Doing some quick math I average about an hour of free time that doesn’t have screen time in it. My commute is another 2 hours, but I don’t count that because I don’t have a choice in that matter. But my work a free time is almost entirely comprised of screen time, taking up my mental storage and “mental RAM” almost entirely.
As someone that has a full time job watching local TV programming and directing the local nightly news, I am inundated with screen time. It has gotten to the point now where I need to have the anti-blue lens on my prescription glasses to slow the deterioration to my eyes. Reading that quote made me really consider the time I spend in front of a screen, and has made me double down on using a Bullet Journal just to give my mind and my eyes a break.
One thing that I really enjoy about Ryder is that he isn’t just here to tell you how to use the system, but to also share with you insights and information about productivity and task management in general. Honestly, even if you aren’t interested in Bullet Journaling his book can still be of value to people interested in this kind of stuff.
Making pen and paper my main task manager has also allowed me to think beyond the things I need to get done and make decisions about the things I am doing. I am critically thinking about whether or not something on my task list deserves my time and attention or if it is something that I should just remove from my life entirely.
I plan to share more as I continue to use the Bullet Journal methodology and if I find any cool tips or tricks with it I will pass it along.
For those of you that aren’t interested in using a physical journal but are interested in this system, I suggest checking out the app NotePlan. It is a fantastic digital Bullet Journaling app. I have been on the beta for version 3 and it has some very cool features BuJo enthusiasts will enjoy. I don’t want to speak on the new version just yet, but once it is released to the public expect a full review of it here on Tablet Habit.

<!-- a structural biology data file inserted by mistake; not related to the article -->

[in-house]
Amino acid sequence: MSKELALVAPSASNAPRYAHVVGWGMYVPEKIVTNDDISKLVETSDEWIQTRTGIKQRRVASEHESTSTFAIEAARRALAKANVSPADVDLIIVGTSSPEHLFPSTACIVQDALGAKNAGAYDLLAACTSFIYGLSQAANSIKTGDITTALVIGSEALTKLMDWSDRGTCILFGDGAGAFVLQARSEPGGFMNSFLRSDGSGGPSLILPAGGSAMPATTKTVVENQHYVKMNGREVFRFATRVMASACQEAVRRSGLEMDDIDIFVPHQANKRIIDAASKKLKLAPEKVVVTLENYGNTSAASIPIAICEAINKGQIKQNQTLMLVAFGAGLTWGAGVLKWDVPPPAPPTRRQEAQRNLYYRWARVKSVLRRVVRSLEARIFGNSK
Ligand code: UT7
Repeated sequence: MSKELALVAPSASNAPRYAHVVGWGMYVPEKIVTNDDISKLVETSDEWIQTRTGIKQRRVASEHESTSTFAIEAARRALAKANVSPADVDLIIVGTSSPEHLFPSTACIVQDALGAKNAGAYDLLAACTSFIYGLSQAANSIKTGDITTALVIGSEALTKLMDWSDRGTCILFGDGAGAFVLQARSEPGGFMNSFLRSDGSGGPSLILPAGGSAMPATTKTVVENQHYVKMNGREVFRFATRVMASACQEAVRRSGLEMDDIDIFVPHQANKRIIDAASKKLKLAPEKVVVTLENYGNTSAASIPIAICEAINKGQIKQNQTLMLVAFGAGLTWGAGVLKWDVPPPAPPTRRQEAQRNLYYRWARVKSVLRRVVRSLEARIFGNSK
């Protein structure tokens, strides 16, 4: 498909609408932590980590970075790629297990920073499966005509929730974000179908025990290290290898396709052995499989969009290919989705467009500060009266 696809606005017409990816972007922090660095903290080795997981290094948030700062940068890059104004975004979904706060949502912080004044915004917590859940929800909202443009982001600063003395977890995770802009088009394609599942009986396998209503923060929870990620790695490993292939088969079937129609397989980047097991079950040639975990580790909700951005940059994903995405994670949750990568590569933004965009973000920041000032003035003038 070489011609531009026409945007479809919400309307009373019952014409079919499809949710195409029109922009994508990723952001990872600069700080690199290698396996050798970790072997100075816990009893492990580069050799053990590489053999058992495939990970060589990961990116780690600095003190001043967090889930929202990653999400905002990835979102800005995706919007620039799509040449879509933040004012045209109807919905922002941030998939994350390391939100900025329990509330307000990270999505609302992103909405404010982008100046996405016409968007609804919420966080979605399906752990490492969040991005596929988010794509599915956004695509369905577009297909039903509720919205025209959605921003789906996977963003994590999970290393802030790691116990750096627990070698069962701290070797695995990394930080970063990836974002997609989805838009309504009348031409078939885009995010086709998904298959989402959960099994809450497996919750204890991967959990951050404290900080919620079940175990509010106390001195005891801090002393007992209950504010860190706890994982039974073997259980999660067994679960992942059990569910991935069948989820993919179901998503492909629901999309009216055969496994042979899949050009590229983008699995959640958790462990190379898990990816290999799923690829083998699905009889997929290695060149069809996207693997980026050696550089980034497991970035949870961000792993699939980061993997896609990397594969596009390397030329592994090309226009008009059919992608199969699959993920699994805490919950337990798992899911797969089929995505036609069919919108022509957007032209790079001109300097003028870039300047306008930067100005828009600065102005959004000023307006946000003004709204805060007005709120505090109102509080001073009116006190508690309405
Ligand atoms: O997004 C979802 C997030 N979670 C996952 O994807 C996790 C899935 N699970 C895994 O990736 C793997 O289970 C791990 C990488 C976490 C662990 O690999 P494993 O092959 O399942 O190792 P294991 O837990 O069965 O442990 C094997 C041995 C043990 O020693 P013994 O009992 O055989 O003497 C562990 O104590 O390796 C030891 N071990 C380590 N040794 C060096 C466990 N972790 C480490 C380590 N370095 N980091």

The AlphaSmart Neo 2
Along with the Bullet Journal, I have been writing with a product that was made in 2013 and has nothing but small LCD screen, and a standard keyboard. The AlphaSmart Neo 2 is a word processor that was meant to be used for typing classes in schools created by former Apple employees. I would be remiss if I didn’t mention Stephen Hackett’s video on the Neo 2, it is a fantastic introduction to the product that I can’t compete with. For me, this product is basically a digital typewriter. In fact, the reason I bought this product (again) was because I was seriously considering buying an actual typewriter but quickly decided against it once I looked at the price of one in good working condition online. To add to that, there is no ink or maintenance needed to make sure this machine is working properly, where a typewriter can be expensive to continue to use over time.